For example, she played a major role in helping to formulate new ideas for our 4th grade school program, something we are looking to implement in fall 2022 and she also put a great deal of effort into a piloted audio tour, which we are hoping to try out on a trial basis sometime next year. When she and her public program colleagues took on the task of providing some initial thoughts about the museum’s future this past June, Jennifer had a key role in helping to lay out some ideas for that roadmap.
That leads us to another very important part of her contributions and which was reflected in her job title, which was changed because of her very impressive efforts with design. Anyone who has any basic knowlede of that world understands that not only does good design require considerable creativity, but also a highly attuned awareness of what draws people visually to an advertisement, flyer, exhibit or other product.
We saw almost immediately just how strong her skills were with design as she quickly came up with striking and very creative concepts for a variety of items used in our marketing and promotion, as well as our educational, offerings. Some of this involved very intricate hand-drawn items, as well as work done by computer and we never ceased to be amazed at what Jennifer could come up with, whether it was an ad, event booth, exhibit concept and so on.
When the Homestead undertook a rebranding process, including the development of a new logo and core colors for promotion, a firm was hired to develop those, but it was important to not just have Jennifer be a key player in that process, but also to refine and develop the use of the elements of the rebranding process. This was the case especially with flyers and ads, but also with in-house developed letterhead and business card templates. It is hard to overstate the importance of this work both from the obvious matter of cost savings, but also from the visual impact her contributions have made.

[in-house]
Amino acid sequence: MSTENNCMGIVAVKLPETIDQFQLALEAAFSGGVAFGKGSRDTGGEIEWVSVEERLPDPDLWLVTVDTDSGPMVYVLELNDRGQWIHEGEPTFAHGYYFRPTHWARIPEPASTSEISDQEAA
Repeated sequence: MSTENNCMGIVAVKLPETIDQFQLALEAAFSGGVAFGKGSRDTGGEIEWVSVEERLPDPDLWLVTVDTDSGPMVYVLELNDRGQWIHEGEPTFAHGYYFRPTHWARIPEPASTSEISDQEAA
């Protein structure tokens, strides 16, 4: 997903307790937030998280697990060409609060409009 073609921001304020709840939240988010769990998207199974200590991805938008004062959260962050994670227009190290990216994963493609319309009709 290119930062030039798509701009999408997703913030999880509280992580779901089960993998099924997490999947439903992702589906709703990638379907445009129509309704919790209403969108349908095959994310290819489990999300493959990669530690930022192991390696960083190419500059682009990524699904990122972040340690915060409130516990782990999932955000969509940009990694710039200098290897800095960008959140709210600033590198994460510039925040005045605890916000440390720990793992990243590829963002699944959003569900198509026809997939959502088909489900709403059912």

On a personal level, Jennifer was just a delight to work with, with her calm, even-keeled presence and purpose-driven approach to projects, yet she always was able to provide keen insights directly and honestly. In such a team oriented environment as we seek to foster at the Homestead, her thoughtfulness and willingness to take on just about anything she was asked were greatly appreciated.
As said at the outset, it is never easy to see a colleague move on, especially someone like Jennifer who made so many contributions in a wide variety of areas, but we at the Homestead are also thrilled that she is getting an opportunity to take her talents to a new level at the California Botanical Garden. Meanwhile, as we say goodbye to her and having done so with Alexandra Rasic in September, we also say hello to a trio of new and returning staff members and check back with us tomorrow about that!